7.2/10
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Nicholas Nickleby (2002)

PG | | Drama, Romance | 27 June 2003 (UK)
A young, compassionate man struggles to save his family and friends from the abusive exploitation of his cold-heartedly grasping uncle.

Director:

Writers:

(novel), (screenplay)
Reviews
Popularity
4,294 ( 382)

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ON DISC
Nominated for 1 Golden Globe. Another 1 win & 4 nominations. See more awards »

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Cast

Cast overview, first billed only:
Stella Gonet ...
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Mr. Nickleby
Henry McGrath ...
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Poppy Rogers ...
Jessie Lou Roberts ...
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Angela Curran ...
Parent
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Storyline

Young Nicholas and his family enjoy a comfortable life, until Nicholas' father dies and the family is left penniless. Nicholas, his sister and mother venture to London to seek help from their Uncle Ralph, but Ralph's only intentions are to separate the family and exploit them. Nicholas is sent to a school run by the cruel, abusive and horridly entertaining Wackford Squeers. Eventually, Nicholas runs away with schoolmate Smike, and the two set off to reunite the Nickleby family. Written by Anonymous

Plot Summary | Add Synopsis

Taglines:

Every family needs a hero.

Genres:

Drama | Romance

Motion Picture Rating (MPAA)

Rated PG for thematic material involving some violent action and a childbirth scene | See all certifications »

Parents Guide:

 »
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Details

Country:

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Language:

Release Date:

27 June 2003 (UK)  »

Also Known As:

La leyenda de Nicholas Nickleby  »

Box Office

Budget:

$10,000,000 (estimated)

Opening Weekend:

$42,864 (USA) (27 December 2002)

Gross:

$1,309,849 (USA) (7 February 2003)
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Company Credits

Show detailed on  »

Technical Specs

Runtime:

Sound Mix:

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Color:

Aspect Ratio:

2.35 : 1
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Did You Know?

Trivia

Miranda Richardson was set to play Mrs Squeers, but she declined so she could concentrate on three much more demanding roles in Spider (2002). See more »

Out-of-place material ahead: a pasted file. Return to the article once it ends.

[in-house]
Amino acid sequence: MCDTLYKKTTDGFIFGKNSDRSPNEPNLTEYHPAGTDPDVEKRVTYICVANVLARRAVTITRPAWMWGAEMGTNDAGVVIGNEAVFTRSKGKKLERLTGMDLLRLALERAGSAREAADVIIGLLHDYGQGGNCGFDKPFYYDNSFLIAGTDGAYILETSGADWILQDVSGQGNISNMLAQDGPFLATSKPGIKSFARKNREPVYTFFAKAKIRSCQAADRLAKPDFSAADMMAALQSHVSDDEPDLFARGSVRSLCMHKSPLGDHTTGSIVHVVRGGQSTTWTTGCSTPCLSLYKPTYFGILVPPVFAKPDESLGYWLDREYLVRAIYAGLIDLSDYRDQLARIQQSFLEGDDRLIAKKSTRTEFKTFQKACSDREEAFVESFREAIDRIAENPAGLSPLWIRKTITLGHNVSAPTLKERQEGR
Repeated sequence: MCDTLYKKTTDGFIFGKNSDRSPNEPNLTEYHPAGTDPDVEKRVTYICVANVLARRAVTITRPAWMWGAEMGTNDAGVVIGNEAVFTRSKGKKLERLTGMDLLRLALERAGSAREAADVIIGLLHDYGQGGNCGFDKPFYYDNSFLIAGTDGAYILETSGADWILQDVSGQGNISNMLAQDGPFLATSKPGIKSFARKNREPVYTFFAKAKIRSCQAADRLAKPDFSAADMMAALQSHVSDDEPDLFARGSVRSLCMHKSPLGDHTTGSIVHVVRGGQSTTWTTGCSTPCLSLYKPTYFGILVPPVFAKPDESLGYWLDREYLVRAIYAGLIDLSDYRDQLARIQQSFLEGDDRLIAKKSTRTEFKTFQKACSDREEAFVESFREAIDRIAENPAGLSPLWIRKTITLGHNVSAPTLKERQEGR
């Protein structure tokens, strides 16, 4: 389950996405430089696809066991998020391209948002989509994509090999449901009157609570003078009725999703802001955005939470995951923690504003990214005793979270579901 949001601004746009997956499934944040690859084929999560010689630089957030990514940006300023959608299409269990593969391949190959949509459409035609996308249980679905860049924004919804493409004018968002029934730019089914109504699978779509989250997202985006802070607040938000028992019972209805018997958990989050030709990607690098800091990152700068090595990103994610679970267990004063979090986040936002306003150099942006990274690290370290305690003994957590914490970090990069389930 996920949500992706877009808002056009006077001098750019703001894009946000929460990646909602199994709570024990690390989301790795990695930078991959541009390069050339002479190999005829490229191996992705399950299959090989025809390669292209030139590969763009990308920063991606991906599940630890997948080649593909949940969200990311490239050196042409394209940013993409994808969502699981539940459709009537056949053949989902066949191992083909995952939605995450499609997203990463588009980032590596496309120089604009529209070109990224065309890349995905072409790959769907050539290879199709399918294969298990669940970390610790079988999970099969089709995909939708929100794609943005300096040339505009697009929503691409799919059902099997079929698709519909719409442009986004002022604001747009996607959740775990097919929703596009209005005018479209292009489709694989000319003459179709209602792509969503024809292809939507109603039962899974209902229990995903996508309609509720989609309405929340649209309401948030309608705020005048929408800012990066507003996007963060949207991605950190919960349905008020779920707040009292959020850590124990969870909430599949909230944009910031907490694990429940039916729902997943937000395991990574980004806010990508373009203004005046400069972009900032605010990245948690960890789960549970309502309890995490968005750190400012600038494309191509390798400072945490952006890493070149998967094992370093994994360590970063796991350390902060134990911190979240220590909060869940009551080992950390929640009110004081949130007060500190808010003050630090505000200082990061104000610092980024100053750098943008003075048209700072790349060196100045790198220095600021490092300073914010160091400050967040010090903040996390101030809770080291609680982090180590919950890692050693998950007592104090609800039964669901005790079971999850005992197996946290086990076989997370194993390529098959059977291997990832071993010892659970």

Goofs

As Nicholas and Madeleine kiss for the first time, the angle of his head in relation to hers changes instantly across several cuts. See more »

Quotes

[first lines]
Vincent Crummles: What happens when the light first pierces the dark dampness in which we have waited? We are slapped and cut loose. If we are lucky, someone is there to catch us and persuade us that we are safe. But are we safe? What happens if, too early, we lose a parent? That party on whom we rely for only everything? Why, we are cut loose again and we wonder, even dread whose hands will catch us now? There once lived a man named Nicholas Nickleby...
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Crazy Credits

Thanks to everyone at One Aldwych. See more »

Connections

Version of Nicholas Nickleby (1985) See more »

Soundtracks

On Ilkla Moor Baht 'at
(uncredited)
Traditional Yorkshire folk song; sung to the Methodist hymnal tune "Cranbrook" (1805) (uncredited), written by 'Thomas Clark'
Performed by Kevin McKidd (uncredited), Helen Coker (uncredited), and Jim Broadbent (uncredited)
Sung by John Browdie and Tilda while on their honeymoon in a London public house, accompanied by Mr. Wackford Squeers
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User Reviews

England is lovingly represented in this film by a cinematography wedded to landscape.
8 January 2003 | by (United States) – See all my reviews

If Dickens were with us today, he would delight in the stock shenanigans of Michael Milken and the outrageous dysfunction of the Osbourne family. Speculation and family chaos rule his `Nicholas Nickleby,' directed on film by Douglas McGrath (`Emma') and starring Christopher Plummer as cold Uncle Ralph and Jim Broadbent as cruel Wackford Squeers.

The idyllic thatched cottage in Devonshire with its white smoke pluming to heaven contrasts sharply with the dark satanic mills of London spewing black smoke into every home and hovel. The eponymous hero, played by Brit TV star Charlie Hunnam, travels both worlds to defend the honor of his sister, overcome the tyranny of his uncle (Plummer), and find love. Along the way Broadbent's boarding-school proprietor, reflecting the workhouse slavery of 19th century England, helps his uncle sabotage Nickleby's spirit and endanger his best friend. But Nicholas also meets the delightful Cheeryble brothers, one of whom is Mike Leigh regular Timothy Spall in an uncharacteristically cheery role.

England is lovingly represented in this film by a cinematography wedded to landscape like a Constable painting, gentlemen appearing as stately as in a Reynolds, and women appearing to be sitting for Gainesboro. All seems well represented without being overdone or obvious.

Like a good Dickens novel, the filmed `Nicholas Nickleby' can't help but drive home lessons about honesty and family. Reliance on both will bring happiness. My only question is how did the Golden Globes ever nominate this as a comedy?




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